Business story #2 Ambient intelligence: Valeo uses visual recognition to improvepassengers comfort
What will be the future of cars? Autonomous certainly. But how is it going to impact the passenger experience?
The race between traditional car manufacturers and high-tech giants to put the first autonomous vehicle on the road has created a strong impetus to re-imagine life on board. As this revolution will leave room to a collective car model instead of traditional ownership, comfort criteria will take over performances in passengers’ enjoyment.
Among these companies, the automotive manufacturer Valeo stands out by taking up the challenge of an individualized experience within a collective space. It focuses on Ambient Intelligence, and develops a series of technologies that will allow them to better understand users in order to anticipate their needs and improve their experiences.
With sensors not only outside but also inside the vehicle, the intelligent car of the future will be able to interact with its passengers and provide personalized features.
In January, the company presented its concept-car at the latest edition of CES (Consumer Electronic Show) in Las Vegas. Under the name “Smart Cocoon”, Valeo displayed several innovations within a car model. Among these innovations is an individualized thermal control system. By monitoring passengers’ information such as gender, heartbeat or morphology, the car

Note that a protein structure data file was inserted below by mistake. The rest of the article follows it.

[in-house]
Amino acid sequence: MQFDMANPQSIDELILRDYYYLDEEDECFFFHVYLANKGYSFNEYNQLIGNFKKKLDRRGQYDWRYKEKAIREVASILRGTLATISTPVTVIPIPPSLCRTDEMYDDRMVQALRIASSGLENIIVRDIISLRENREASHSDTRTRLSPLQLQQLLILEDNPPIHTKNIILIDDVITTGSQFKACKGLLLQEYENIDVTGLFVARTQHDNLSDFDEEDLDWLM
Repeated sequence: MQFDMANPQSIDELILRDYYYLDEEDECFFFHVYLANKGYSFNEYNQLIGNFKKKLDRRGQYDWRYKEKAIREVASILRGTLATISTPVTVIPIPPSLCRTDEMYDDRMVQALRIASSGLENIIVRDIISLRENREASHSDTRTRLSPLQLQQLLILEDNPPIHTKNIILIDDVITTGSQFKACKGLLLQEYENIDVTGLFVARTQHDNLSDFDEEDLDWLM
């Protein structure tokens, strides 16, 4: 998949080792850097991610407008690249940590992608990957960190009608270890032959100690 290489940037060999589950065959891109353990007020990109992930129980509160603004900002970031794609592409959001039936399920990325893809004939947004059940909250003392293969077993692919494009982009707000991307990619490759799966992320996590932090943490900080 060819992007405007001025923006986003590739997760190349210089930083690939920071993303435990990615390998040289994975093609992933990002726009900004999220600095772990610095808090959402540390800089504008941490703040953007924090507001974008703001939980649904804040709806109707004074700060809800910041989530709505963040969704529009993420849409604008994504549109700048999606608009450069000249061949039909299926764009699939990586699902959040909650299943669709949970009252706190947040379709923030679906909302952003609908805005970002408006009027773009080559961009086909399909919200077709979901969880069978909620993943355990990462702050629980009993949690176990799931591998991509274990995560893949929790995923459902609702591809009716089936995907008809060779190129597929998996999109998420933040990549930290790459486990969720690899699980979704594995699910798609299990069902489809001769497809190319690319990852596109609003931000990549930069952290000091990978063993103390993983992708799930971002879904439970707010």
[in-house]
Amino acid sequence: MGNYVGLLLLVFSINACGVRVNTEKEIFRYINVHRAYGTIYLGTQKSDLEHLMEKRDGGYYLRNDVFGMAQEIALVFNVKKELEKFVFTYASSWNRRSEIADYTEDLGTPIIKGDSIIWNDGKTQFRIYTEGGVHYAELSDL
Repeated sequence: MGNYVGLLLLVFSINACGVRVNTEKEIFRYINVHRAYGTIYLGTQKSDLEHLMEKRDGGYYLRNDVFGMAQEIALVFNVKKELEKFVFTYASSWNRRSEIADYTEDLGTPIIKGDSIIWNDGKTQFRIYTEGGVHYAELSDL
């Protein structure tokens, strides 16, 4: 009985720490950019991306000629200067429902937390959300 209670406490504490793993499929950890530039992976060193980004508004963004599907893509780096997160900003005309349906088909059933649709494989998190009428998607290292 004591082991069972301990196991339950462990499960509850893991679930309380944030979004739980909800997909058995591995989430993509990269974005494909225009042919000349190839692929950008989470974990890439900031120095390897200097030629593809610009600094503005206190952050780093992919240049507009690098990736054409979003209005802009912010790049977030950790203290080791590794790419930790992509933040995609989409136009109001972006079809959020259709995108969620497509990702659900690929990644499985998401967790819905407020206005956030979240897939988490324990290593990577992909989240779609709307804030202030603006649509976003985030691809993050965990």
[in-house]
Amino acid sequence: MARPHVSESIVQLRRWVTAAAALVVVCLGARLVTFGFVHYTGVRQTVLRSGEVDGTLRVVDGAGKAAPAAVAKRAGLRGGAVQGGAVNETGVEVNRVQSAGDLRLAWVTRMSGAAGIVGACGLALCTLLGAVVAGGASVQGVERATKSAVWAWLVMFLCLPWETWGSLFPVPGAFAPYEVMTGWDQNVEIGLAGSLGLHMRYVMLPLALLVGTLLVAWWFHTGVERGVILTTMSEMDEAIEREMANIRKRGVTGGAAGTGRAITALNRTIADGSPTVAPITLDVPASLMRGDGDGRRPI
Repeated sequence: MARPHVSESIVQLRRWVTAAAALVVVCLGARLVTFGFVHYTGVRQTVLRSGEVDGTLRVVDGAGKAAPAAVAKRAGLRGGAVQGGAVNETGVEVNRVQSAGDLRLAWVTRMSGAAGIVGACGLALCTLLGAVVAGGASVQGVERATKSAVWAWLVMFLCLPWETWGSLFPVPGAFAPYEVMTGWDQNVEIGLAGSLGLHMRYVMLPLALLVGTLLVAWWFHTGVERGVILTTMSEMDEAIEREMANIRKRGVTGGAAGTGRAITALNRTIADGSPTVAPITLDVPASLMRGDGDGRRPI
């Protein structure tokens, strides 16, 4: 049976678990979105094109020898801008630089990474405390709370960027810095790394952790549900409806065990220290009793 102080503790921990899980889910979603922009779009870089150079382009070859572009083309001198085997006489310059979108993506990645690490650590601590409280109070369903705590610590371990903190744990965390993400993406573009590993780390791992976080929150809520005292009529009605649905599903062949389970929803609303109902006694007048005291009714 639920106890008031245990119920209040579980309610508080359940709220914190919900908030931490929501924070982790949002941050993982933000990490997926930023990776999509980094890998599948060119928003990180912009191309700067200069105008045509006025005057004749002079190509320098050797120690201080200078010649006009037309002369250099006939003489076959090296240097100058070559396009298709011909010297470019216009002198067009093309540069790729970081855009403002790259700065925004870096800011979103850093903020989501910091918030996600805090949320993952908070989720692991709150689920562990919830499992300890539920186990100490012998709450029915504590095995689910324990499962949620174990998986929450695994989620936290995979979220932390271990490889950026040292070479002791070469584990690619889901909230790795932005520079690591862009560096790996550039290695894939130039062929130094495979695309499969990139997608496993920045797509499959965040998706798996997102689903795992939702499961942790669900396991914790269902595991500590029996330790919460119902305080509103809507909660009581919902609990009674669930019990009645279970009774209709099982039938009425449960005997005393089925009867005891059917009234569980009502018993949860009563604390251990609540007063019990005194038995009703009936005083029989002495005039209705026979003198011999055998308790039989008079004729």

automatically adjusts the temperature according to each passenger’s specific needs. Beyond comfort, this innovative thermal system also pushes forward electric car performances as it provides significant energy savings.
To achieve this, Valeo’s Thermal System Team combined infra-red cameras installed inside the car cockpit together with a deep-learning system in order to analyse passengers’ gender and clothing layers. Thanks to deepomatic’s platform, they were able to develop a custom image recognition system to make the in-car cameras capable of automatically extracting this information.
Afterwards, the challenge lied in deploying the resulting artificial intelligence system into the car.
Both from a connectivity and security point of view, it is crucial that the system runs locally. As deep-learning technology requires a lot of computing power, deepomatic’s engineers adapted the image recognition models so that they could run directly in the car without access to the cloud and on restricted power hardware.
The intelligent approach to driving using image recognition for a better travel experience is only at its beginning. There is a lot more to explore when it comes to automatically understanding passengers interactions with the vehicle through motion or face recognition for example, or to contribute to a more secure ride by detecting signs of fatigue or inattention.
Redefining standards of comfort and safety, these solutions open the door to new traveling experiences.
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Eléonore Tezenas, Product Marketing Manager at Deepomatic